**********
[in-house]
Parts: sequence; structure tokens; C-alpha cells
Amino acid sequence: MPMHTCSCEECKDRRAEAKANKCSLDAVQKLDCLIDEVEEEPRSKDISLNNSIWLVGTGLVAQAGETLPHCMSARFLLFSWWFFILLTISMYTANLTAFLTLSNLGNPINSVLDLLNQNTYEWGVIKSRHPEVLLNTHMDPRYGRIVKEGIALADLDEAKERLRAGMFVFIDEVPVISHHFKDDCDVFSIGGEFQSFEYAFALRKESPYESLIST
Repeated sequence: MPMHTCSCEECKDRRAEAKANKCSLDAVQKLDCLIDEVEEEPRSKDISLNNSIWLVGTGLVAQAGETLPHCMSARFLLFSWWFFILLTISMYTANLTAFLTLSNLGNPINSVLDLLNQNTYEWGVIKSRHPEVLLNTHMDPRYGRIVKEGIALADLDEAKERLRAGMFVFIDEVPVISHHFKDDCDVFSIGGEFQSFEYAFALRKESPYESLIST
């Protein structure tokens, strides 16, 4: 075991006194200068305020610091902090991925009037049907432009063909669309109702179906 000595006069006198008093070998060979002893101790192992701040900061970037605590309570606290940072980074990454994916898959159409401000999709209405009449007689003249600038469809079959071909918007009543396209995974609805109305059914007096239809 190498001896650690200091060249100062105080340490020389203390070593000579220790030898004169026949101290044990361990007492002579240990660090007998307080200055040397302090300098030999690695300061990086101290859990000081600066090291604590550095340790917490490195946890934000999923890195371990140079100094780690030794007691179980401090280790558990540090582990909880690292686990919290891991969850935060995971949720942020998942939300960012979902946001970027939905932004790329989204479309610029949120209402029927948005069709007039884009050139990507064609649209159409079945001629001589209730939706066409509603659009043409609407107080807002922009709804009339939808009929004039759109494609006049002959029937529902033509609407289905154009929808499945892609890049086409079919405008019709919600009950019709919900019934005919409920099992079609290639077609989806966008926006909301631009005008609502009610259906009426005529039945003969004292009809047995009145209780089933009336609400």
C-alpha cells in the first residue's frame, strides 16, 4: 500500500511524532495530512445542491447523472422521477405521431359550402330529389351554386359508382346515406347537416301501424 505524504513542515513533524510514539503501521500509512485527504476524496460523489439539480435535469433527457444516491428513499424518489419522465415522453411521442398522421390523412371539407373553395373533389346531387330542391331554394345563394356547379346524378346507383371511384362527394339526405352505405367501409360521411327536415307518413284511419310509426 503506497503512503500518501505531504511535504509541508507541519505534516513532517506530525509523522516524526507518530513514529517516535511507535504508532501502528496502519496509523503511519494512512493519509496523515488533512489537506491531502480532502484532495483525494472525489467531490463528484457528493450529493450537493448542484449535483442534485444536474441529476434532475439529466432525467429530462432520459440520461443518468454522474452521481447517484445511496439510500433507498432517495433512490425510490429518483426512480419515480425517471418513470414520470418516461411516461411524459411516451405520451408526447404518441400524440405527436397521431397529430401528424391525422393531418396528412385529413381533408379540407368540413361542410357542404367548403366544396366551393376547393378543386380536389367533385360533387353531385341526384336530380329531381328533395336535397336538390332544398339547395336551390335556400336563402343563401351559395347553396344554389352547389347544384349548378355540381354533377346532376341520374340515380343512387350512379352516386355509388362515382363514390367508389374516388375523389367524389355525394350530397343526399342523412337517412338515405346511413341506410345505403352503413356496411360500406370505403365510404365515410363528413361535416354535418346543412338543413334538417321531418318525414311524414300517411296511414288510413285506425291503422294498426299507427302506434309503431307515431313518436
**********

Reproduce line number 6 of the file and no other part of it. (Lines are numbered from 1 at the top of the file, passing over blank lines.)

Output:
C-alpha cells in the first residue's frame, strides 16, 4: 500500500511524532495530512445542491447523472422521477405521431359550402330529389351554386359508382346515406347537416301501424 505524504513542515513533524510514539503501521500509512485527504476524496460523489439539480435535469433527457444516491428513499424518489419522465415522453411521442398522421390523412371539407373553395373533389346531387330542391331554394345563394356547379346524378346507383371511384362527394339526405352505405367501409360521411327536415307518413284511419310509426 503506497503512503500518501505531504511535504509541508507541519505534516513532517506530525509523522516524526507518530513514529517516535511507535504508532501502528496502519496509523503511519494512512493519509496523515488533512489537506491531502480532502484532495483525494472525489467531490463528484457528493450529493450537493448542484449535483442534485444536474441529476434532475439529466432525467429530462432520459440520461443518468454522474452521481447517484445511496439510500433507498432517495433512490425510490429518483426512480419515480425517471418513470414520470418516461411516461411524459411516451405520451408526447404518441400524440405527436397521431397529430401528424391525422393531418396528412385529413381533408379540407368540413361542410357542404367548403366544396366551393376547393378543386380536389367533385360533387353531385341526384336530380329531381328533395336535397336538390332544398339547395336551390335556400336563402343563401351559395347553396344554389352547389347544384349548378355540381354533377346532376341520374340515380343512387350512379352516386355509388362515382363514390367508389374516388375523389367524389355525394350530397343526399342523412337517412338515405346511413341506410345505403352503413356496411360500406370505403365510404365515410363528413361535416354535418346543412338543413334538417321531418318525414311524414300517411296511414288510413285506425291503422294498426299507427302506434309503431307515431313518436